Commonly there is so much scalp and forehead relaxation that the eyebrow either hangs over the bony rim of the eye socket or is kept from doing so by constant contraction of forehead muscles. Sometimes the brow’s lower position is congenital or developmental. This makes additional stretching that comes with aging even more problematic. Restoring the eyebrow to a normal location and contour without having to contract the forehead muscles is critical to cleaning up the upper lid and restoring a fresh and youthful look to the upper part of the face. Sometimes this can be of immense help in very young people long before they would even consider a facelift. Elevation is sometimes indicated uniformly across the forehead; other times we want to raise the lateral brow more than the central brow. Rarely does the medial brow need more lift than the lateral brow.
The most common error in plastic surgery is the attempt to solve a forehead-brow problem by removing skin from the eyelids. It simply does not work and serves only to worsen the appearance. When upper eyelid skin is removed in patients who continuously raise their brows (in order to have unobstructed comfortable vision), the eyebrows will invariably drop to a lower level after surgery. The reason for this is that the overworked forehead muscle is able to relax at least partially, which drops the brow, but still allows the patient to see – so it does just that. This results in a lower position of the eyebrow and an exaggeration of the frown between the brows, causing older, more tired appearance with the patient looking angry as well.
Most of our brow lifts occur through the coronal approach across the top of the head or a modification thereof. The common modification is for male type balding (which also occurs in some women). Other brow lift operations involve hair margin incisions or removal of skin from just above the eyebrow, leaving a scar reaching out toward the temple hair. Our newer coronal type scars are rarely visible since they were moved backwards to the point where all the hair grows in the same direction. Because of easy access to the muscles of the forehead and eyebrow through the coronal incision, this is an excellent opportunity to make modification of the frown muscles. More often than not, when the forehead or coronal lift is performed, there will be some associated muscle operation.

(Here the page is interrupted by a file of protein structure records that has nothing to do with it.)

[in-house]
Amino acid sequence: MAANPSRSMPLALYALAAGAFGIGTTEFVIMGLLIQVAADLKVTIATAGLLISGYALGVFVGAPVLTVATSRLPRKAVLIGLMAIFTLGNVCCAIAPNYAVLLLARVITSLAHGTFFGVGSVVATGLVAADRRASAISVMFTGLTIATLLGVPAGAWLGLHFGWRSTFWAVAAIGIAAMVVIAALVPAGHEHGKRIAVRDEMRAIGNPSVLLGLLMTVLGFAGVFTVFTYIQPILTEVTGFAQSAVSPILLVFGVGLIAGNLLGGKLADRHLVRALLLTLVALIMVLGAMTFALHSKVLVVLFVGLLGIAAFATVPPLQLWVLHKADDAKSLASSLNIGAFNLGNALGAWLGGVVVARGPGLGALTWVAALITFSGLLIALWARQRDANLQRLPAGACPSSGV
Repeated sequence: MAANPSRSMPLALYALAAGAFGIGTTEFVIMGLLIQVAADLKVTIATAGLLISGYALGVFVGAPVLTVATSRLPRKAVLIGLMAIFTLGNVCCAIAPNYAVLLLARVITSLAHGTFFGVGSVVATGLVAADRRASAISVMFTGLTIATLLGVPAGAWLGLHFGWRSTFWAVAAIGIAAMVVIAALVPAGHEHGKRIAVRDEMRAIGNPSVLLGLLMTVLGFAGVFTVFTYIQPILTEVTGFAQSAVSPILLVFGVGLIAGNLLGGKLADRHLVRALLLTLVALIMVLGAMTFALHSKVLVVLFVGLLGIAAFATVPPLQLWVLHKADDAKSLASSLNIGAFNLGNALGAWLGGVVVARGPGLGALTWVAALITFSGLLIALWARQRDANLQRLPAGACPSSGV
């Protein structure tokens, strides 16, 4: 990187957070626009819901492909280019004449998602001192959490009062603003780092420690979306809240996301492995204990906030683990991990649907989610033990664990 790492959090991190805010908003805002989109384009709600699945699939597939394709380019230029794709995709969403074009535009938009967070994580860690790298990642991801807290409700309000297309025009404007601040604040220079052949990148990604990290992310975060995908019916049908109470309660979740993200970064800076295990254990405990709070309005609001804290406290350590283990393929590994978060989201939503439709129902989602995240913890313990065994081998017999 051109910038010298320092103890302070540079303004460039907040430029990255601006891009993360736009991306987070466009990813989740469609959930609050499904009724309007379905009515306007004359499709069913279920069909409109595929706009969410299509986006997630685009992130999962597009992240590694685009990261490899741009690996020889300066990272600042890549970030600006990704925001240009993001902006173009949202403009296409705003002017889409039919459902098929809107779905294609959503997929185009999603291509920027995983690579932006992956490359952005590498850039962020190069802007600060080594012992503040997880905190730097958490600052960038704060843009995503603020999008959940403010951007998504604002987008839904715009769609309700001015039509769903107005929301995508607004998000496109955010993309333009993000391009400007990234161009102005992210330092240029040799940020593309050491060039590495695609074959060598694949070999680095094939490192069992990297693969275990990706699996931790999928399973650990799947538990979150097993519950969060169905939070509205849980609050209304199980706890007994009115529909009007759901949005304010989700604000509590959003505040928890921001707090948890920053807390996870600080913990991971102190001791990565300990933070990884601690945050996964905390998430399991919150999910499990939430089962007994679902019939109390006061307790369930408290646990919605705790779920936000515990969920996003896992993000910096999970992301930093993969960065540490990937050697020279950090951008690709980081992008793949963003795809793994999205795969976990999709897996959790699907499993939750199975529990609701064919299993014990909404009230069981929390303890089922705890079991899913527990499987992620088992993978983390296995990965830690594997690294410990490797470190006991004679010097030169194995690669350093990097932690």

Corrugator: These muscles are responsible for the deep frown creases between the eyebrows. The forehead or coronal lift is by far the most effective method of removing these muscles. No other incision provides such good exposure for adequate removal of corrugator muscles. Muscle removal is far better in all, except some patients prefer to have Botulism toxin (Botox) injected into the muscles for the temporary way to denervate the muscles for approximately six months. We offer Botox injections at our Clinic, but we believe that muscle excision is a more permanent solution.
Procerus: This muscle is responsible for the transverse creases at the root of the nose. The muscle may be removed during a coronal lift to reduce the prominence of these creases.
Frontalis: This is the large muscle, which is responsible for transverse creases across the forehead. Total removal of this muscle would destroy virtually all forehead animation – an undesirable feature. Therefore only portions are removed, simply raising the eyebrows off of the eyelids. This approach, especially when combined with proper upper lid surgery, eliminates or markedly reduces transverse forehead wrinkling without any frontalis muscle removal.
Our plastic surgery clinic is located in Panama City and Destin, on Northwest Florida's Emerald Coast.